ShareThis Page

Newsmaker: Maria Kalevitch

Tom Fontaine
| Monday, Aug. 3, 2015, 11:12 p.m.
Maria Kalevitch, INSIGHT Into Diversity magazine named her to its '100 Inspiring Women in STEM' for her efforts to attract women and girls to careers in science, technology, engineering and mathematics.
Maria Kalevitch, INSIGHT Into Diversity magazine named her to its '100 Inspiring Women in STEM' for her efforts to attract women and girls to careers in science, technology, engineering and mathematics.

Noteworthy: INSIGHT Into Diversity magazine named Kalevitch to its “100 Inspiring Women in STEM” in recognition of her efforts to attract women and girls to careers in science, technology, engineering and mathematics.

Age: 53

Residence: Moon

Family: Husband, Alex; son, Elea; and daughter, Jean

Occupation: Kalevitch has been the dean of Robert Morris University's School of Engineering, Mathematics and Science since 2010.

Education: Earned bachelor's and master's degrees from Moscow University of Biotechnology and a Ph.D. in biology and microbiology from Lithuanian Academy of Sciences.

Background: Kalevitch is one of only 28 female deans among 466 four-year schools of engineering approved by the Accreditation Board for Engineering and Technology, Robert Morris said. She was the only woman working as a science professor on faculty when she arrived in 2002. Today one-third of her faculty and staff are women.

Quote: “The glass is always half full, and we always have a can-do attitude in (the School of Engineering, Mathematics and Science) to change things for the better.”

TribLIVE commenting policy

You are solely responsible for your comments and by using TribLive.com you agree to our Terms of Service.

We moderate comments. Our goal is to provide substantive commentary for a general readership. By screening submissions, we provide a space where readers can share intelligent and informed commentary that enhances the quality of our news and information.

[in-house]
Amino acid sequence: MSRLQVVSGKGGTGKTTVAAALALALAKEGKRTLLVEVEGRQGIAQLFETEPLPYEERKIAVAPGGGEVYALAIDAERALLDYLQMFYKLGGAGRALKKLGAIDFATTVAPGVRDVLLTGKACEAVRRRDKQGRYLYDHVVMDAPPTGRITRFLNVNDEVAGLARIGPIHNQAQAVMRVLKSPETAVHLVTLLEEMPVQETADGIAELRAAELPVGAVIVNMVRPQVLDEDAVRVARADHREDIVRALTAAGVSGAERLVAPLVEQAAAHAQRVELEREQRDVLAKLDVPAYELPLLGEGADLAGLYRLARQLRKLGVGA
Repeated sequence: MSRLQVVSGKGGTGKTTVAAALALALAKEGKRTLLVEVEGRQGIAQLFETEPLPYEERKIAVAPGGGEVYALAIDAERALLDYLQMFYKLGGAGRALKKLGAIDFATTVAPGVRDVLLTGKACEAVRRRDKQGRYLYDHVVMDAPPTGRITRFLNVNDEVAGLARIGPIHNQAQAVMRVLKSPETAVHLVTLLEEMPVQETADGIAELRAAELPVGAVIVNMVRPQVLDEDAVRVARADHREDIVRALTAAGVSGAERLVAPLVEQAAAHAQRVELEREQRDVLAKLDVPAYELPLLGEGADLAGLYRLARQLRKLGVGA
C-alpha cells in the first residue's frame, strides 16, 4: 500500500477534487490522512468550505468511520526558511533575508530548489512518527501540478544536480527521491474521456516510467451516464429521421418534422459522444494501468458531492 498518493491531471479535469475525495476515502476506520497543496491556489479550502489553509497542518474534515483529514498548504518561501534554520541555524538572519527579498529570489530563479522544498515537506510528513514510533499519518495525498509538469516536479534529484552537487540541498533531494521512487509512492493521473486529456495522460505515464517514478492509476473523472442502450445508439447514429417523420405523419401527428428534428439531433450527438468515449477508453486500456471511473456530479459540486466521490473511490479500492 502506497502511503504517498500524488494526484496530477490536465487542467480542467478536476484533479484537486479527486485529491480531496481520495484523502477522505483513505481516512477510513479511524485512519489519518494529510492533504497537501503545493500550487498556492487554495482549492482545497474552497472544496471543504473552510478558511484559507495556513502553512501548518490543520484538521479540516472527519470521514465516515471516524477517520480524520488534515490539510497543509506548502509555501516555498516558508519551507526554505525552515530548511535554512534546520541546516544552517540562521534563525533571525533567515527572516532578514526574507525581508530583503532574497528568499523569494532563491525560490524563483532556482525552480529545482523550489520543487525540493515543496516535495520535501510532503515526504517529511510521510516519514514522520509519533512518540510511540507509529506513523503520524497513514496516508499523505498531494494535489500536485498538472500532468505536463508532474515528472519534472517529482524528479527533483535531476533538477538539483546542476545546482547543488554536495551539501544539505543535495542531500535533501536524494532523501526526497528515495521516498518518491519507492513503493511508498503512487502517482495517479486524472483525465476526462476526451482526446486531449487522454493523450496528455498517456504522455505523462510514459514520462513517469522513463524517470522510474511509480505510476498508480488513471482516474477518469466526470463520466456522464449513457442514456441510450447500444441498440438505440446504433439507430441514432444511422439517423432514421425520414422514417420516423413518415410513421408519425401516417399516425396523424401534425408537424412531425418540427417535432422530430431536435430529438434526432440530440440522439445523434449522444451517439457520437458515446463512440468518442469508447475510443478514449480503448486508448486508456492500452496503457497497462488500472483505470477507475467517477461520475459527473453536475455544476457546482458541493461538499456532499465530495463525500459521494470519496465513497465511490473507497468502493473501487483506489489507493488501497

While most comments will be posted if they are on-topic and not abusive, moderating decisions are subjective. We will make them as carefully and consistently as we can. Because of the volume of reader comments, we cannot review individual moderation decisions with readers.

We value thoughtful comments representing a range of views that make their point quickly and politely. We make an effort to protect discussions from repeated comments either by the same reader or different readers

We follow the same standards for taste as the daily newspaper. A few things we won't tolerate: personal attacks, obscenity, vulgarity, profanity (including expletives and letters followed by dashes), commercial promotion, impersonations, incoherence, proselytizing and SHOUTING. Don't include URLs to Web sites.

We do not edit comments. They are either approved or deleted. We reserve the right to edit a comment that is quoted or excerpted in an article. In this case, we may fix spelling and punctuation.

We welcome strong opinions and criticism of our work, but we don't want comments to become bogged down with discussions of our policies and we will moderate accordingly.

We appreciate it when readers and people quoted in articles or blog posts point out errors of fact or emphasis and will investigate all assertions. But these suggestions should be sent via e-mail. To avoid distracting other readers, we won't publish comments that suggest a correction. Instead, corrections will be made in a blog post or in an article.

click me